Historic Dubai away from the high rise
Dubai is more than high rise towers and trendy shopping malls when you know where to look

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For many, Dubai is a modern city that's come of age in the last 20 years. However, there is much more than high rise towers and trendy shopping malls in Dubai if you get out and look around
The Bedouin people are a desert-dwelling ethnic group found throughout the Arabian peninsula. While rapid modernization throughout the region has led a majority of these former herders and nomadic traders to seek new livelihoods in the cities, it's still possible for visitors to experience a night in a traditional Bedouin camp. Located in the dunes of the Dubai Desert far from any signs of permanent human habitation, these camps offer visitors a glimpse into what it might have been like for a Bedouin family trying to survive in the harsh desert landscape. A typical evening will include a barbecue dinner, shared while seated on Arabian rugs, a belly dancer and time to chat over a hookah -- a type of water pipe used to smoke shisha. The experience could end there, or you can opt to spend the night at this desert camp beneath the stars. To make the most of your time in the desert, combine your Bedouin camp experience with a camel safari or sand boarding excursion.
Launched in late 2017, Al Seef celebrates Dubai Creek’s beginnings as the famous coastal pearl-diving base. Hugging 1.8km of the Dubai Creek’s stately shoreline, the 2.5 million square foot development has two sections – a heritage area featuring old architecture, which then blends into a second space featuring more contemporary structures. Once a vibrant entryway to the Gulf’s most successful pearl-diving port, the Creek’s legendary presence can still be felt today here, with fisherman and merchants criss-crossing the calm waters in their sleek dhows as part of their daily routine. The best way to take it all in is to embark on a cultural walking tour of the pedestrian-friendly Al Fahidi Historical Neighbourhood, before wandering over to Al Seef and exploring its charming walkways, fully-operational marina, dining boulevard and events plaza on foot.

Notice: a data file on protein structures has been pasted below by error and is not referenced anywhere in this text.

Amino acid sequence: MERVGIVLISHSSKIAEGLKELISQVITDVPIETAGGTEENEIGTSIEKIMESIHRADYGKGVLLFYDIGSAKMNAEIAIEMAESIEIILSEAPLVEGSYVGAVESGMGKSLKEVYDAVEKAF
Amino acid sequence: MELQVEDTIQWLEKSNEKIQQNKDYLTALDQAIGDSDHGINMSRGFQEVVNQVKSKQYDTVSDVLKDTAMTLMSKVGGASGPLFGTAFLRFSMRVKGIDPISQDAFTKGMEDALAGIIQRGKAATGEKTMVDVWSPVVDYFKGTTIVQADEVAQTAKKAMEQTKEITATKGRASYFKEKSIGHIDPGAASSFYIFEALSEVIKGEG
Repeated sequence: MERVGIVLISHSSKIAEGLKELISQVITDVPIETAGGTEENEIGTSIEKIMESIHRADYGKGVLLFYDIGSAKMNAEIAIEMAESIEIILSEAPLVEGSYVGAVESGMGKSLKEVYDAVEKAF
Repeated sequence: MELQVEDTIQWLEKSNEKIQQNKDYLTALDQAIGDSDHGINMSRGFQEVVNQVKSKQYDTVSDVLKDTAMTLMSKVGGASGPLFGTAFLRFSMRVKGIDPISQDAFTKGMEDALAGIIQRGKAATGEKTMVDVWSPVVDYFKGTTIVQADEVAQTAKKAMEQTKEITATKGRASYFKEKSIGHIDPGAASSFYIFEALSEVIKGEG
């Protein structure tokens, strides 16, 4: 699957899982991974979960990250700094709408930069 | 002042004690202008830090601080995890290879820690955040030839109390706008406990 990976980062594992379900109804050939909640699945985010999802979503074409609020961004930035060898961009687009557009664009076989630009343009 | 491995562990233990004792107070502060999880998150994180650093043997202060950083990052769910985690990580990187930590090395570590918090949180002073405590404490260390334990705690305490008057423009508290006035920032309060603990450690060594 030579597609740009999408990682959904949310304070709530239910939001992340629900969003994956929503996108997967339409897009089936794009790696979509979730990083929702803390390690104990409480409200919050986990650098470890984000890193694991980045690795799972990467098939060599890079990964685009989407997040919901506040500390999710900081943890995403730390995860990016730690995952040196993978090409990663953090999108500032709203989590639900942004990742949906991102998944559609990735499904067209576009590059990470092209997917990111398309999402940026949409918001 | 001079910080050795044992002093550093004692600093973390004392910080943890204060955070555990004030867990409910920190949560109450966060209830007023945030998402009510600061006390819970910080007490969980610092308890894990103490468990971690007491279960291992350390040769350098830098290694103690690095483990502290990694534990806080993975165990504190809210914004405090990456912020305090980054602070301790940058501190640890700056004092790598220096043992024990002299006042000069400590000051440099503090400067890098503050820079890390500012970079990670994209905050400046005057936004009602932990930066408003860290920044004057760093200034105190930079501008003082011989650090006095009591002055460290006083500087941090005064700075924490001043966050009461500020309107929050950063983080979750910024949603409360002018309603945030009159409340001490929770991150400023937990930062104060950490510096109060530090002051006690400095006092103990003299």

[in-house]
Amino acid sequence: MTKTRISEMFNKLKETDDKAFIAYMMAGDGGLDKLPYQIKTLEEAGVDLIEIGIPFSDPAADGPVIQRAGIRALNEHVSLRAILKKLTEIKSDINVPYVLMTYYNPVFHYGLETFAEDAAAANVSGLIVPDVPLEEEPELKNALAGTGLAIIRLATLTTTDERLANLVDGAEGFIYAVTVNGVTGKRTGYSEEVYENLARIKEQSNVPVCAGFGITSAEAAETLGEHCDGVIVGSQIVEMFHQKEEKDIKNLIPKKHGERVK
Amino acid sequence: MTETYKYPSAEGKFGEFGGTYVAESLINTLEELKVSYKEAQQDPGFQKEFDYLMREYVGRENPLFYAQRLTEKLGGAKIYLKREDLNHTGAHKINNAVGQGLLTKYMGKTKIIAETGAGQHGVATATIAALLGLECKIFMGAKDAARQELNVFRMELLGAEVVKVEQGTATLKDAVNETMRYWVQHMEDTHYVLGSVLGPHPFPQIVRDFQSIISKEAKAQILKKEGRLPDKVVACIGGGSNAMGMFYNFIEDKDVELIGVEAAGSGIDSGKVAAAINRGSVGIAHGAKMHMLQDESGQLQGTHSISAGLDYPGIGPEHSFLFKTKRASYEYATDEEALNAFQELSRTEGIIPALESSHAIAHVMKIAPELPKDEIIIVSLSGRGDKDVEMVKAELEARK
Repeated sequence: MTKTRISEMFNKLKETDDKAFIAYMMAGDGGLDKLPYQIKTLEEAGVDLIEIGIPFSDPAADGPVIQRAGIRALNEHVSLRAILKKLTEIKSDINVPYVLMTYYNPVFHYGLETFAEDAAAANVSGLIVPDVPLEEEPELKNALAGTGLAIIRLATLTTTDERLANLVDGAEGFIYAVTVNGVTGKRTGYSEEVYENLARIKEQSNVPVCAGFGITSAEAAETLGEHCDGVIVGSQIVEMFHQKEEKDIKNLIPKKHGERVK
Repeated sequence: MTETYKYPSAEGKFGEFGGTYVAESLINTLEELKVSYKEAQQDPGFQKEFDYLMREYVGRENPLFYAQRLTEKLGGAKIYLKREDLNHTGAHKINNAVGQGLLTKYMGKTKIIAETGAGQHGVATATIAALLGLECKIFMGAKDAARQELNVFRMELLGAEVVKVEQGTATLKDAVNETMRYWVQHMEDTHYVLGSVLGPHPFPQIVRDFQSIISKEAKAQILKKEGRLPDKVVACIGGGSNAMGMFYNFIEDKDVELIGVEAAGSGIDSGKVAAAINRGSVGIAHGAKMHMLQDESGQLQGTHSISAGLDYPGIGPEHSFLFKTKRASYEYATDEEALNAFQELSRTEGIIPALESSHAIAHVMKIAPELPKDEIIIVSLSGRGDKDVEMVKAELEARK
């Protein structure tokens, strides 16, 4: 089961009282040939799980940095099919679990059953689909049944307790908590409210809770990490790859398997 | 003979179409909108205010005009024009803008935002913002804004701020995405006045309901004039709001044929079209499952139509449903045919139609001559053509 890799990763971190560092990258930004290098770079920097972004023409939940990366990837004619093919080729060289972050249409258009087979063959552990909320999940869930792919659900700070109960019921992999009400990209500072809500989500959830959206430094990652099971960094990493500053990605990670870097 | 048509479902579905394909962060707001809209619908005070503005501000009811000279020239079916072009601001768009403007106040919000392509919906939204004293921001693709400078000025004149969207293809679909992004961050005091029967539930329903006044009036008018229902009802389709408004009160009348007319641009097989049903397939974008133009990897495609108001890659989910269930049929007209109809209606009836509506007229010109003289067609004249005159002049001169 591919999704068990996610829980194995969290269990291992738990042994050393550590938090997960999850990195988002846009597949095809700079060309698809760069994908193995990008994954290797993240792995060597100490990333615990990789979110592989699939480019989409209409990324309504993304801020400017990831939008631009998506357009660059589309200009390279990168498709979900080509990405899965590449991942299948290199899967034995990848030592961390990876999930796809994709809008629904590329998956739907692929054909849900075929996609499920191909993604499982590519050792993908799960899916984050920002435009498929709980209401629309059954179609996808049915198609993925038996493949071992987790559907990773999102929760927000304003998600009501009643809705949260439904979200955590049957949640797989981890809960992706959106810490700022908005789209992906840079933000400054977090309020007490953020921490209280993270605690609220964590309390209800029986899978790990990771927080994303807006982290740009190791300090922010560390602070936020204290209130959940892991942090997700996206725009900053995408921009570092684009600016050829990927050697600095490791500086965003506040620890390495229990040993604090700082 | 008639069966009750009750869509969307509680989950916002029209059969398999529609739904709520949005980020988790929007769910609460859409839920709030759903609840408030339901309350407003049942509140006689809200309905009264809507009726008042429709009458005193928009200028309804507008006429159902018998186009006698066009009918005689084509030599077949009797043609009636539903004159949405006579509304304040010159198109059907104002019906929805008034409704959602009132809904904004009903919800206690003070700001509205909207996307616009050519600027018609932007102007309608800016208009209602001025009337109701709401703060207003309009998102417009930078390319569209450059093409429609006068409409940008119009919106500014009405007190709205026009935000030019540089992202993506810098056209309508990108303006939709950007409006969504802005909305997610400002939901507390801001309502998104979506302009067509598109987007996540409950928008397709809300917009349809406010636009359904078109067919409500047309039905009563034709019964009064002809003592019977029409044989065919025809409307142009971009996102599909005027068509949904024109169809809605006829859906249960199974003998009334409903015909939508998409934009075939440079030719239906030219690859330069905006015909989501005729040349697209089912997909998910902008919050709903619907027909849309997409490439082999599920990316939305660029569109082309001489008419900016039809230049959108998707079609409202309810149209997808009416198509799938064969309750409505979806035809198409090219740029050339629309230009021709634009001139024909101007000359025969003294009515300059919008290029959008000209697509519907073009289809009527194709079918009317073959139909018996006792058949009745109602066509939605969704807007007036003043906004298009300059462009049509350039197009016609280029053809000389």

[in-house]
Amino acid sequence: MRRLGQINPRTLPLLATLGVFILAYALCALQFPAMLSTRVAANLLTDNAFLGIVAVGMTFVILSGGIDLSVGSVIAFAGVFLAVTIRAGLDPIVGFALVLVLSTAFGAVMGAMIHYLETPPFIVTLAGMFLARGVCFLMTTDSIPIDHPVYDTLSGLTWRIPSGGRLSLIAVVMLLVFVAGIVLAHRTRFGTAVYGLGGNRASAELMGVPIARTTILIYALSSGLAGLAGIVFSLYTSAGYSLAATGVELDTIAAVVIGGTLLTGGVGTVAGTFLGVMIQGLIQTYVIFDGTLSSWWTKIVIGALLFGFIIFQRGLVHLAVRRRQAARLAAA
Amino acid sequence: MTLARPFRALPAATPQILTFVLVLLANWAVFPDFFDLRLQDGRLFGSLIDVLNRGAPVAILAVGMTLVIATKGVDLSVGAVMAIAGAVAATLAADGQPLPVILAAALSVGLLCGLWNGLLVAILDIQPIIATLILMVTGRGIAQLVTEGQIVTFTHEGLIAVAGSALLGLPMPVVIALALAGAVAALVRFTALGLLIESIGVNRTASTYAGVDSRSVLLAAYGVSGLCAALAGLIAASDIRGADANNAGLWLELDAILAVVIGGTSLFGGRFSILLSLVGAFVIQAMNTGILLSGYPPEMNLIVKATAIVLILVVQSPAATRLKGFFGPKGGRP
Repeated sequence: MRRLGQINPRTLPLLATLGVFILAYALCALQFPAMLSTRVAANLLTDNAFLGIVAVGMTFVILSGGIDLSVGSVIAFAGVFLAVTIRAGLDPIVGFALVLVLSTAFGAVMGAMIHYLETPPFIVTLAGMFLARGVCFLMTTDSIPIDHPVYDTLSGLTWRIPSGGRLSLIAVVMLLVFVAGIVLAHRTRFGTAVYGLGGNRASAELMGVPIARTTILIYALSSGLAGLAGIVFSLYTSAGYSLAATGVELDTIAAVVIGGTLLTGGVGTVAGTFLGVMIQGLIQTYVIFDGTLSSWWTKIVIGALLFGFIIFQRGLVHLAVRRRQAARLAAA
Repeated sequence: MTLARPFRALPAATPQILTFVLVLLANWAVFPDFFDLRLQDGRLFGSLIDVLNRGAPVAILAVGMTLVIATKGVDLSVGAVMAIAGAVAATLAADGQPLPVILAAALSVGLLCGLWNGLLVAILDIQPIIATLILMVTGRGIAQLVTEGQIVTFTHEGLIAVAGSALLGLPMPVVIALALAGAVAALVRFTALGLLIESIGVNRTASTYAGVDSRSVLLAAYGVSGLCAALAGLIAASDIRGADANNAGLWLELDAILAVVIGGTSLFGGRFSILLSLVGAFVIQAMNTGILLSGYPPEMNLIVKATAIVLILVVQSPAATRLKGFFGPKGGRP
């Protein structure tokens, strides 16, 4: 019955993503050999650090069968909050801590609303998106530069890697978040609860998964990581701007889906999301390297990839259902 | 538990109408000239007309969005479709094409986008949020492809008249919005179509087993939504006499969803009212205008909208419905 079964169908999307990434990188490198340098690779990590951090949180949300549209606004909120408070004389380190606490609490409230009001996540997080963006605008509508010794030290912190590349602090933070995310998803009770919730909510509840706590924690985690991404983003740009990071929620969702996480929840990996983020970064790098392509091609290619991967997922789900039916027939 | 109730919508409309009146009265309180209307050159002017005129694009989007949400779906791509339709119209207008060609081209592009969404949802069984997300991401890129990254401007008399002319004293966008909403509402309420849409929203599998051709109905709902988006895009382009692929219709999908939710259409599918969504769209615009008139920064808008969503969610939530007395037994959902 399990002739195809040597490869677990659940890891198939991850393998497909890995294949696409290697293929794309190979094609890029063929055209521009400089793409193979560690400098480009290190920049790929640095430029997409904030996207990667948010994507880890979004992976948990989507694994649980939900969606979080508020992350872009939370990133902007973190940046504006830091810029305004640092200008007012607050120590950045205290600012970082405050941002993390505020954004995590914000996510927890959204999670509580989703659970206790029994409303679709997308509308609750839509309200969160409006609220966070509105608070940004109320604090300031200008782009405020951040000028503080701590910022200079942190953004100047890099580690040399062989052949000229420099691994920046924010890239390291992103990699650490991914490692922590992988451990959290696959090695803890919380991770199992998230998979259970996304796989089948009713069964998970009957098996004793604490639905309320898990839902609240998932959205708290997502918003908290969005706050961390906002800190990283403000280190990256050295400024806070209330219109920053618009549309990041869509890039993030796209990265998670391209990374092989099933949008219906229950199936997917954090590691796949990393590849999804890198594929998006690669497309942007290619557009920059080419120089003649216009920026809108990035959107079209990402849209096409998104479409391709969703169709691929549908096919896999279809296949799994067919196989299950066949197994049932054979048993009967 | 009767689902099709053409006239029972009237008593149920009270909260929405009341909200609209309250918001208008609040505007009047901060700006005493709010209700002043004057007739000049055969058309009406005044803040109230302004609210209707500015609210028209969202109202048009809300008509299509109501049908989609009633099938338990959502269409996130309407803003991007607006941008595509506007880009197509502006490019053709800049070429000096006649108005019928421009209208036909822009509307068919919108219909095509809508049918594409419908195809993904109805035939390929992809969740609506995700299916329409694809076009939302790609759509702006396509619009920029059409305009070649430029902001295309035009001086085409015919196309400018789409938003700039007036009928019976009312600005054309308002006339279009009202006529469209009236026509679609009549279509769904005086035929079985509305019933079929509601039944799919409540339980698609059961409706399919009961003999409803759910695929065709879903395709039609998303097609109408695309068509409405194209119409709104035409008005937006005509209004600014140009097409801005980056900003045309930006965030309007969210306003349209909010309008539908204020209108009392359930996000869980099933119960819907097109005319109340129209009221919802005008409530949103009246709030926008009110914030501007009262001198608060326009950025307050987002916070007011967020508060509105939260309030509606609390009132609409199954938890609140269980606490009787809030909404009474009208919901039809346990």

Founded by Sheikh Mohammed and opened in 1998, the Centre for Cultural Understanding in Dubai serves to promote awareness of Emirati culture, including food, customs, and religion, with the aim to educate visitors and expats and remove cultural barriers. Situated within the Emirati wind tower house in Dubai's Al Fahidi district, the SMCCU run guided tours of this historic area, including local mosques such as the Jumeirah Mosque. The center operates under the motto, Open Doors, Open Minds and organizes various activities in addition to tours, including lectures and educational programs, cultural awareness events, Arabic classes, and Iftars during Ramadan. It also offers visitors the opportunity to learn about and experience Emirati food by hosting Cultural Breakfasts and Cultural Lunches, where guests are free to ask questions and exchange ideas with locals while sampling authentic Emirati cuisine.